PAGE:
Hissing and making lewd remarks to women is considered a form of violence and in some cases these actions escalate to attacks. Well today, a group of students—particularly females from the University of Belize, Belize City Campus—along with their Counselor Renee Wentz organized an anti-street harassment initiative. Just before midday, they paraded from the Social Sciences campus in West Landivar on to Princess Margaret to send a message to men that they will no longer accept this form of abuse.

Renee Wentz, Counselor, University of Belize

“For the students that were able to attend today, we had asked them to make some t-shirts or wear orange or wear white t-shirts with messages about street harassment. It’s because most women experience it, particularly women, and it usually starts in primary schools. It’s something that starts very young and when you speak to a lot of women, they’ll tell you it’s happened to them. A lot of people like to say, oh it’s just wi culture; that’s just how we go. But there are a lot of things that we have in different cultures that are not, even if they have become part of our culture, it has to be changed. Street harassment actually causes women to feel fear. It’s a first step sometimes towards a very violent act and so women don’t know when what some people may consider a minor incident of harassment can turn into a major one. Many times it depends on how you as a woman respond. If you don’t respond, sometimes they will take it to another level and if you do respond, sometimes it makes it worst. So it is hard to even know what kinda response to give.”

Channel 5


“Don’t Call Me Baby!”

If you were wondering what a bunch of women in orange shirts were doing on University Drive today, they were marching against street harassment. It's called the "Don't call me baby" movement and it addresses the constant pestering that women and even school girls have to deal every day from men. Counselor at the University of Belize Renee Wentz told us this evening that this is a form gender based violence and that men need to be more aware of the effect their words and actions have on a woman's everyday life.

Renee Wentz, Cunselor - UB Belize
"Street harassment, all women experienced it. In fact most of the women I've spoken to started to experience when they were little girls in primary school and if people don't know what street harassment is, its basically "psst" and the rude comments and the "hey sexy" and the "hey baby" kinds of comments that women get on the street every day. It could just be a comment, but depending on the reaction of the women, sometimes if she ignores it, it becomes more violent. Sometimes if she responds to it it becomes more violent. So it's also very hard to teach people what they can do, Part of it is also me giving some ideas and teaching women and girls what they can do in the event that they experience this. But even more so is to educate men that it's a problem. It's not a compliment. We don't feel good about it. There are no women that are going to marry you after you yelled something disgusting to them on the street. It's just not realistic. It is an act of power and it is a controlling mechanism when somebody on the street tell you smile for me, I don't know you, I don't really feel I have to smile for you. But women tend to live under that kind of thing every day and sometimes we say oh that's just our culture. But there are things in all cultures that need to change and need to adapt."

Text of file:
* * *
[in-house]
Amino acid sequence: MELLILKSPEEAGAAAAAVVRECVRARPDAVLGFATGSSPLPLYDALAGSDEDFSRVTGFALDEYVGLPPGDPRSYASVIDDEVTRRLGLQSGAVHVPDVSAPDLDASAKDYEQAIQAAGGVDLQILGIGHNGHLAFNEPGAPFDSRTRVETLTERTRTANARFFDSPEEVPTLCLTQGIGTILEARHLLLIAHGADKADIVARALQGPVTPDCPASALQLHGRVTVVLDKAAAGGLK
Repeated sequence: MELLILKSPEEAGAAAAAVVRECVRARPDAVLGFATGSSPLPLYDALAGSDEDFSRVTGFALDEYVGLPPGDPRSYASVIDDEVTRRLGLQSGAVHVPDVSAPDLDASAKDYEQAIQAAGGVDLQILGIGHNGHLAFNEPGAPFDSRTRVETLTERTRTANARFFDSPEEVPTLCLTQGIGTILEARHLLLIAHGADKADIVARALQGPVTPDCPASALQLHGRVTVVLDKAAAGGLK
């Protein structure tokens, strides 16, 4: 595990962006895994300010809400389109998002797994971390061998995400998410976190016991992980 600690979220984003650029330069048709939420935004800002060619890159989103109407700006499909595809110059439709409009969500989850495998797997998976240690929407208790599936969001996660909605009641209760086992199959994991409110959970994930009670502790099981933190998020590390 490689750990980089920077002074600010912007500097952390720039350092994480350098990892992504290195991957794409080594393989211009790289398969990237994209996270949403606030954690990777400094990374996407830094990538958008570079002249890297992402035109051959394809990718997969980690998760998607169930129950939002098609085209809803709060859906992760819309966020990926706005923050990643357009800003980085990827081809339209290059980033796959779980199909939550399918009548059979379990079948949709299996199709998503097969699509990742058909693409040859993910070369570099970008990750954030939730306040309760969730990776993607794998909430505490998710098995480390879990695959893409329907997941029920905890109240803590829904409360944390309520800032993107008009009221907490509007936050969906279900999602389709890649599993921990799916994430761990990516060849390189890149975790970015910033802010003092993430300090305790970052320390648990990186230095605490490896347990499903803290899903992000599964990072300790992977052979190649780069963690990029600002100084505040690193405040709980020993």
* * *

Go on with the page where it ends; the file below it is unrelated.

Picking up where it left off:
"My message to men is that I think you need to remember that every single woman that is out there is somebody's mother. She is somebody's sister and she is somebody's daughter and I don't think any men would want the kinds of comments that they hear or that they even make to women to happen to those people in their family that they love. They would feel bad about it and stand up for that person. But also remember that those people need you to stand up for them too. You as a bystander don't just have to listen to other men say those things, you can tell him "hey, stop being a jerk" or "leave her alone." Those kinds of comments and there are also really fine things that you can say. If you see us on the street you can say "good morning, have a great day." there are beautiful things you can say to us that don't make us feel bad and we enjoy it."

This event is part of the annual 16 Days of activism campaign.

Channel 7